The anti-bullying plays have been seen by more than half a million students, with plans to expand both the audience numbers and the geographic areas. Three age-appropriate plays are included in the repertoire: Word, for middle and high school students; Mean Girls, for upper elementary and middle school girls; and I Was Just Kidding, for elementary students. According to August, the post-show talkbacks help solidify the messages conveyed in the plays.

“It’s an extraordinarily effective medium with young people,” August said. “The students really respond; it really gets to them.”

Financial Issues

JET Executive Director Chris Bremer, whose position will remain unchanged, is looking forward to the new season and the changes it will bring.

chris headshot
Chris Bremer

“The JET has been around for 27 years, and we plan on being here for another 27 years,” Bremer said. “We plan on getting our financial house in order and our priorities set, and this is the ideal time to do this.”

According to Bremer, an average stage production may cost $35,000-$50,000, not including the ongoing overhead expenses of maintaining the theater.

“If we were to charge what it actually costs, our ticket prices would be double,” he said.

August acknowledged financial issues were also a factor in the decision to cut back on stage shows and expand the focus on youth outreach.

He said the JET budget has been about $600,000 for several years, including production costs as well as overhead.

“Regional theaters always depend on donor support, and that’s become more difficult as our audience gets smaller. We have to take positive, aggressive steps,” August said.

“The timing of some very major [for us]bequests have helped us control the losses and provided an occasional surplus. This year’s budget is about $400,000 reflecting lower production costs from fewer major productions and cuts in overhead.”

Letters were sent to season ticket subscribers announcing the JET’s programming changes, and patrons were offered various options for requesting refunds or having their subscriptions adjusted.

“People reacted in different ways,” August said. “Some changed their subscriptions, some donated the money to the theater and some asked for their money back.”

Long-term subscribers Jim and Sandy Hack of West Bloomfield were disappointed when they learned about the new plans.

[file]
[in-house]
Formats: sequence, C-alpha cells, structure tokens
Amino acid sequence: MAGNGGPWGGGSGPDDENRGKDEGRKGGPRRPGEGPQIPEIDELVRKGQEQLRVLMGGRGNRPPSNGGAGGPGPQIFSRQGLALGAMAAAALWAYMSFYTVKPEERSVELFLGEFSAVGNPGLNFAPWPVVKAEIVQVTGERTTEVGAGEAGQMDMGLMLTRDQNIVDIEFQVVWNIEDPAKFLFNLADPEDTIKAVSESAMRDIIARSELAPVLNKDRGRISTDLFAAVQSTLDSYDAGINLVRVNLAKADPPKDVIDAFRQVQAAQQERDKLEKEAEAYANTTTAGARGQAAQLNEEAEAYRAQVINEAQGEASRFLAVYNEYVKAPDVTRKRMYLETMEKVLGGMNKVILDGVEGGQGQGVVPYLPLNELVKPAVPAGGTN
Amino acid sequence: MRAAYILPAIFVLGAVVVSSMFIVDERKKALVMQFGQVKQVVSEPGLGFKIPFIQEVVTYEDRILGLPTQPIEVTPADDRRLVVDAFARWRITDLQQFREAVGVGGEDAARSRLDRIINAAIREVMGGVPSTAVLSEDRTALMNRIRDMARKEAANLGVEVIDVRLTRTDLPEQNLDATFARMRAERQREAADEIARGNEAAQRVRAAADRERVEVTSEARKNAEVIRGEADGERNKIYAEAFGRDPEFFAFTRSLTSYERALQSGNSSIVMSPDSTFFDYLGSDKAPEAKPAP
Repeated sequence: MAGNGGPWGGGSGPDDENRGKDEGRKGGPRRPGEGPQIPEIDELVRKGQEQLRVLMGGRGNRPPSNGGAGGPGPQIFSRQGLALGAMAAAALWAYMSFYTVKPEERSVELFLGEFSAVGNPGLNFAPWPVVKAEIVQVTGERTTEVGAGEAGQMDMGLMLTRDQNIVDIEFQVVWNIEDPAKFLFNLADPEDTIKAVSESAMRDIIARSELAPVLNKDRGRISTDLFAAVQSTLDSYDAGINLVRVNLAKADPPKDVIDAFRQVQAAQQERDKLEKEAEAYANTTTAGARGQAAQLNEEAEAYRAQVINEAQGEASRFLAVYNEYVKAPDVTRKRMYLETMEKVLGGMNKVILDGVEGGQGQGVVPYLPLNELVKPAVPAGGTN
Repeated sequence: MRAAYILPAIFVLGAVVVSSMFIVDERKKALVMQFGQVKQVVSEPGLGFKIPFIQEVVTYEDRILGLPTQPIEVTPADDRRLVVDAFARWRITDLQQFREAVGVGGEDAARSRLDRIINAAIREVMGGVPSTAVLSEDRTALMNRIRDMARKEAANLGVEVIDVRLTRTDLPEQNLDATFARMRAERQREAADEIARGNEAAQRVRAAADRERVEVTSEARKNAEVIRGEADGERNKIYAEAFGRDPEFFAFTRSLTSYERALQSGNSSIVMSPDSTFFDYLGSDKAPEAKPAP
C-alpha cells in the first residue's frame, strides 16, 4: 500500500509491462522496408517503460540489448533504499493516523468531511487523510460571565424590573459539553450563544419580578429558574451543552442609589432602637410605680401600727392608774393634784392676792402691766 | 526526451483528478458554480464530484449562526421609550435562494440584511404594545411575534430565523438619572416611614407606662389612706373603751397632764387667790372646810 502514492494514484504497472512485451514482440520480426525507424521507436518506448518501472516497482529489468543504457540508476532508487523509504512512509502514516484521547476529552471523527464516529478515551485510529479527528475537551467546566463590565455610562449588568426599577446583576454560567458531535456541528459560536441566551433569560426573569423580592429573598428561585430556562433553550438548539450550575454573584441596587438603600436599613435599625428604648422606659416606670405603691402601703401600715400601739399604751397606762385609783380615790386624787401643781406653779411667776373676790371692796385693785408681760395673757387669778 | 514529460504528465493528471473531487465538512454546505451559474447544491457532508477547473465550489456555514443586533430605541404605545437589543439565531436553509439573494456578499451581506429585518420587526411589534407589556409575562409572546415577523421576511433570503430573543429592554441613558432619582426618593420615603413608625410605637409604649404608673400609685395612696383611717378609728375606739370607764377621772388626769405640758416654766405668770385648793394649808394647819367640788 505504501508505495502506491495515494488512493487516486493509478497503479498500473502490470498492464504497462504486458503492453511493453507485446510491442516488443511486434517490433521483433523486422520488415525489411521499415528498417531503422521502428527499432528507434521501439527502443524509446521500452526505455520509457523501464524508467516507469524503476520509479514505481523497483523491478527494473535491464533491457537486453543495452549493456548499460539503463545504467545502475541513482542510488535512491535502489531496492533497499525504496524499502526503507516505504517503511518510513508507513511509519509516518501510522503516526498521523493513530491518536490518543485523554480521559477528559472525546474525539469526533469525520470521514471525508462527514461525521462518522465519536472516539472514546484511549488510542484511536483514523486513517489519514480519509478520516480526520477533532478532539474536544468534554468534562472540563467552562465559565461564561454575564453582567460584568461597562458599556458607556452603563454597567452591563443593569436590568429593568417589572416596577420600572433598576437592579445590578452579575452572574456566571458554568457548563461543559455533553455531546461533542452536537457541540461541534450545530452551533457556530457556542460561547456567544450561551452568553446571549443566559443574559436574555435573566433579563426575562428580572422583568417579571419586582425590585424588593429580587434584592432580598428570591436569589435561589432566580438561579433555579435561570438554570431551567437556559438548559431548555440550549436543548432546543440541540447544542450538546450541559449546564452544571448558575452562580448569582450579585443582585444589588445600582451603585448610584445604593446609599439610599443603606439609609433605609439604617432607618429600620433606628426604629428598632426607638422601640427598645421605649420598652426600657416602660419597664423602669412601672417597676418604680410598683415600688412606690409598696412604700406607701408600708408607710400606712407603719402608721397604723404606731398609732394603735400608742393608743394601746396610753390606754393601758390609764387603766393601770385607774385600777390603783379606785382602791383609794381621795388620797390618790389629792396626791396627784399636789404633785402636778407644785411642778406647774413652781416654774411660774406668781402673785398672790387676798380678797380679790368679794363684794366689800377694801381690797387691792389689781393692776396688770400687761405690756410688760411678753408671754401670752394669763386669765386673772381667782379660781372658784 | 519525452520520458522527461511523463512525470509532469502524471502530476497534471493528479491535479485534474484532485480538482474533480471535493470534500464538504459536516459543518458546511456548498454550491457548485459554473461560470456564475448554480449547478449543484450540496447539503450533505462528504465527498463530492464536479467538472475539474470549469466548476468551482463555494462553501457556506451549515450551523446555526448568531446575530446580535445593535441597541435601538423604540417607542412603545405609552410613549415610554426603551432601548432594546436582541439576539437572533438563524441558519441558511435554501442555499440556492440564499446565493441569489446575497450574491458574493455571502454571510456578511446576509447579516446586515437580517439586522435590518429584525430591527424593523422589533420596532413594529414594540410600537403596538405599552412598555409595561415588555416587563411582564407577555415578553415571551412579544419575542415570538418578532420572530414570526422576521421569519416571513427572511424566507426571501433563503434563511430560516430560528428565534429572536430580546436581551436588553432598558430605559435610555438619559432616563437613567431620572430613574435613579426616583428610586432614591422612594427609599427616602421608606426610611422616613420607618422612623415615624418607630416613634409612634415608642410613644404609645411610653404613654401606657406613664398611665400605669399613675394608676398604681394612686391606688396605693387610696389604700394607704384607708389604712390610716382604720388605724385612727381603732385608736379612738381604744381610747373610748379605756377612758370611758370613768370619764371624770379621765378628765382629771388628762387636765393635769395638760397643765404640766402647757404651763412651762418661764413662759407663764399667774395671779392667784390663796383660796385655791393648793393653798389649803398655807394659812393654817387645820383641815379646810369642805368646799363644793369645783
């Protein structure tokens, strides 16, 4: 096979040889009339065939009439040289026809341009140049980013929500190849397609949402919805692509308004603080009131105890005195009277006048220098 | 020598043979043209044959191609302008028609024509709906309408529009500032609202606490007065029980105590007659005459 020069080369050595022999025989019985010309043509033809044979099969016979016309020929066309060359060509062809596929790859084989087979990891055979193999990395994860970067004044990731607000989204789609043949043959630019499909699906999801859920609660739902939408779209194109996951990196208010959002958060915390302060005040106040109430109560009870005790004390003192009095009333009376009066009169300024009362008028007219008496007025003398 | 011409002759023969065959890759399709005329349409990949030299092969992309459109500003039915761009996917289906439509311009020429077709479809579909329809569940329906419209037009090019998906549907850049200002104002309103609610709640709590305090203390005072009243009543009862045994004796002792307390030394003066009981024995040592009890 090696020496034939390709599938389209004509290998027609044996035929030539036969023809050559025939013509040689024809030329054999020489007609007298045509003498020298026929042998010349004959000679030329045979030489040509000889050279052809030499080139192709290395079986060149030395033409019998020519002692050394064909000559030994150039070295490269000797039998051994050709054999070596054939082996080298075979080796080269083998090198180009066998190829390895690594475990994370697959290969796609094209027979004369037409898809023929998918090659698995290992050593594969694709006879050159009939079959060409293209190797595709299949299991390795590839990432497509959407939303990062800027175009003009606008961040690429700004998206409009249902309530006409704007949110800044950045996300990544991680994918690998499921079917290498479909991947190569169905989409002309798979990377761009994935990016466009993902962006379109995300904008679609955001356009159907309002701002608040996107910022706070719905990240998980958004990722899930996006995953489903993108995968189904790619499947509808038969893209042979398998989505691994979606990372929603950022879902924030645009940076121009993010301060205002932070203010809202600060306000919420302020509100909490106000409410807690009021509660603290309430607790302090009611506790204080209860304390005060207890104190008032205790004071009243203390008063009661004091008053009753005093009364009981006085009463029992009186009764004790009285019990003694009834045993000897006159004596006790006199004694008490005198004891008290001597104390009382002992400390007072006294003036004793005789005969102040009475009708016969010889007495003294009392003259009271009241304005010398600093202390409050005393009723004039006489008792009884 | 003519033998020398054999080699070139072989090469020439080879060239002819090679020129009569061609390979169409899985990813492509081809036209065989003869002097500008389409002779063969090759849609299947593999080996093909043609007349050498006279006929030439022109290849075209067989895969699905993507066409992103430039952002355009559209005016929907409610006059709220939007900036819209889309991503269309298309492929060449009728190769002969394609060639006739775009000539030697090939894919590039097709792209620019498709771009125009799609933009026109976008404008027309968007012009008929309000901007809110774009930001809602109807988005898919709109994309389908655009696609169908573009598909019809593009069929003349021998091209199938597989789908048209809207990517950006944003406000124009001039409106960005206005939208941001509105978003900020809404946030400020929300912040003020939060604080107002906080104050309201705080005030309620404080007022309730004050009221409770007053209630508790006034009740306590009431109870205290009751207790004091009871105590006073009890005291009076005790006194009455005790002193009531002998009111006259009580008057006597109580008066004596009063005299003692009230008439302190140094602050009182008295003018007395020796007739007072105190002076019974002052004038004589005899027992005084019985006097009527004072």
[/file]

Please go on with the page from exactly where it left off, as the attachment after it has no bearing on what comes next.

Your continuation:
“We thought their shows had improved lately,” Jim Hack said. “We still plan to support the JET, but we don’t understand why they can’t attract more patrons.”

Hal and Wendy Goldberg of Bloomfield Township had decided not to renew their subscription before hearing about the shortened season.

“We thought the plays had become repetitious,” said Hal, who approves of the theater’s decision to focus more on school outreach.

Storytelling Tradition

Mary Lou Zieve (archive please)
Mary Lou Zieve

Serving under August are three co-vice-presidents, who previously served as co-presidents: Mary Lou Zieve, Elaine Sturman and Betty Pernick.

“It’s time to try something else, to go out and draw attention to the programs. It’s an important piece of our mission, helping and reaching young people,” said Zieve, whose late husband, Mort, was JET’s second president. “We want to engage them in conversations.”

Zieve hopes the new focus may also attract some younger people to take leadership roles.

Another outreach idea on the JET drawing board is pop-up dinner theater events: professional performances in temporary locations set up for short periods of time.

“We want to expand our audience by performing in different locations,” said August, adding that the JET will not give up its current location in the DeRoy Theatre.

While the theater has been fondly known as “The JET” for more than two decades, August would like a return to its full name, Jewish Ensemble Theatre, especially with audiences outside the traditional Metro Detroit Jewish Community.

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JET’s production of the anti-bullying play, I Was Just Kidding, is performed for elementary schoolchildren. Shown here are actors AJ Mitchell, Chelsea Burke and Kaylase Edmondson.

“There’s a Jewish tradition of storytelling and values,” he said.

While the 2015-16 season will include fewer main stage plays than in the past, the number of plays may increase in future years.

“At some point, one sits down and looks at the finances, history and support of the entity,” said Zieve. “We want to reach different people. Anything is possible. We have a lot of possibilities and ideas on the table.”

 By: Ronelle Grier, Contributing Write